Tag Archives: Derwent Estuary Program

Walking on an industrial site – posting 5 of 5

Eventually we walked onto the Nyrstar wharf, after sometimes successfully dodging water sprays to keep the dust down. Here I was able to look upstream and enjoy the expanse of the Derwent River, and to recognise the Bowen Bridge and Mount Direction in the distance.  20170227_111100.jpg

20170227_111713.jpg

20170227_113451.jpg

20170227_114243.jpg

We passed equipment such as the dust measurer shown below.

20170227_114227.jpg

At the western end I was able to look past the big sheds of the INCAT boat building industry over Prince of Wales Bay and see Technopark perched on top of Dowsing Point.

20170227_113557.jpg

A view looking across the Derwent River to the inlet where the first European settlers set up camp in 1803 is shown below: 20170227_114246.jpg

Looking back downstream the river and landscape appeared as follows:       20170227_111525.jpg

20170227_114217.jpg

20170227_111515.jpg

I also enjoyed walking through parts of the large industrial site for the geometric shapes of the structures and for the various vintages of buildings. Most of all, similarly to my feelings about the Hydro Tasmania structures in the upper Derwent Valley and beyond, I admired the pioneering and massive engineering works that created the manmade parts of the site. 20170227_112925.jpg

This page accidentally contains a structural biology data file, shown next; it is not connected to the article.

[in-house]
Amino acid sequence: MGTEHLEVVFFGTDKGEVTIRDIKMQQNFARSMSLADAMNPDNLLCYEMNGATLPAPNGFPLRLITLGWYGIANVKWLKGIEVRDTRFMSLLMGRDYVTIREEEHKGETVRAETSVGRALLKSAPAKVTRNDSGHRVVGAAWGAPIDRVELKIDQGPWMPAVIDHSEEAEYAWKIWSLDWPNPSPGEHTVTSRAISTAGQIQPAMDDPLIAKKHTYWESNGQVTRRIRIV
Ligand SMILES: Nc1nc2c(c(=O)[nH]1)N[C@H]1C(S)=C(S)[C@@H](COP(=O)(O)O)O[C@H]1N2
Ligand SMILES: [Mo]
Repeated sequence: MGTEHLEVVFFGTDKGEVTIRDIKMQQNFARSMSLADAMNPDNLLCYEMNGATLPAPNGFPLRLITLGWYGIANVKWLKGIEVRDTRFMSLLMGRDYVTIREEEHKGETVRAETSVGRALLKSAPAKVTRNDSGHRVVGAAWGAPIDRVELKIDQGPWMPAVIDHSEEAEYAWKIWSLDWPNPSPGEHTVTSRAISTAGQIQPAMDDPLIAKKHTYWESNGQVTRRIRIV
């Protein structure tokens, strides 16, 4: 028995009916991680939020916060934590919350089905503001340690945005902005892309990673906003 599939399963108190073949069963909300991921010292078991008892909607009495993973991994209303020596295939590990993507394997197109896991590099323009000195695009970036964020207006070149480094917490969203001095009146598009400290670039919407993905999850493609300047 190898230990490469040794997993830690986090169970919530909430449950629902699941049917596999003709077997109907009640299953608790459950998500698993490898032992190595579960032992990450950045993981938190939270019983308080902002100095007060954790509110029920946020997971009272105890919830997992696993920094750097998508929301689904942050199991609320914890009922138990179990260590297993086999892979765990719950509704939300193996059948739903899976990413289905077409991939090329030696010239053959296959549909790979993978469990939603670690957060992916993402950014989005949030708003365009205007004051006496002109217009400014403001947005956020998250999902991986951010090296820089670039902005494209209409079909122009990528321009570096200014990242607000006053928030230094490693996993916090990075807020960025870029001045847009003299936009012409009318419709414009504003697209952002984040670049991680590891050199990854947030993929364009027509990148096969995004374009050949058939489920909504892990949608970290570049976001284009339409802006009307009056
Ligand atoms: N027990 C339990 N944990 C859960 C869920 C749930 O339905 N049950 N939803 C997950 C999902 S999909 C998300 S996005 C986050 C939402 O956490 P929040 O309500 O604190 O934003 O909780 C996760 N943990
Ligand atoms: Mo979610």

20170227_112930.jpg

20170227_113459.jpgI was surprised at the extent of chemical hazards which need good management; associated with the zinc smelting process are dangerous chemicals such as mercury, cadmium and lead. During the walk I learnt a great deal about the attitude of the business towards instituting and maintaining good environmental practices. In addition, I was shown revegetated expanses and different buildings which prioritise care for the environment and make it a reality. Seeing and experiencing all of this was much more than I expected, and I remain immensely grateful for the time and interest given by my excellent host Todd.

In a special showcase at Nyrstar’s Reception, plaques and various awards are clustered together. One example, a National River Prize, was presented by the International River Foundation in 2010 to the Derwent Estuary Program,  of which Nyrstar is a founding member.  A list of the Australian winners that year can be read here and if you refer to page eight, more information about Nyrstar and the Derwent estuary is available. My photo below includes that framed paper award with another sculptural award sitting in front.

20170227_095942cropped.JPG

Overall, I was delighted to be able to fill a gap in my walk along the Derwent River, on this private property.  I am indebted to friend Clinton for his connections with Nyrstar that helped to make the walk a reality. Especial thanks to my thoughtful host Todd, and to Nyrstar.

United effort for a clean River Derwent

This morning’s local newspaper The Mercury published a story about cleaning up the Derwent River. Please check out the site, at least to see a grand picture of the Derwent with the eastern shore in the distance, the Tasman Bridge and swimming black swans in the foreground. Go to: http://www.news.com.au/national/tasmania/united-effort-for-a-clean-river-derwent/story-fnn32rbc-1227069149722

You will read that the Derwent Estuary Program, established in 2001, is an attempt to reduce heavy metal contamination, encourage better urban planning to reduce river pollution and conserve animal habitats. There are some significant industrial sites such as Nyrstar zinc works and the Norske Skog paper mill located on the edge of the River, all of which I will walk past at some stage as I walk the River’s length.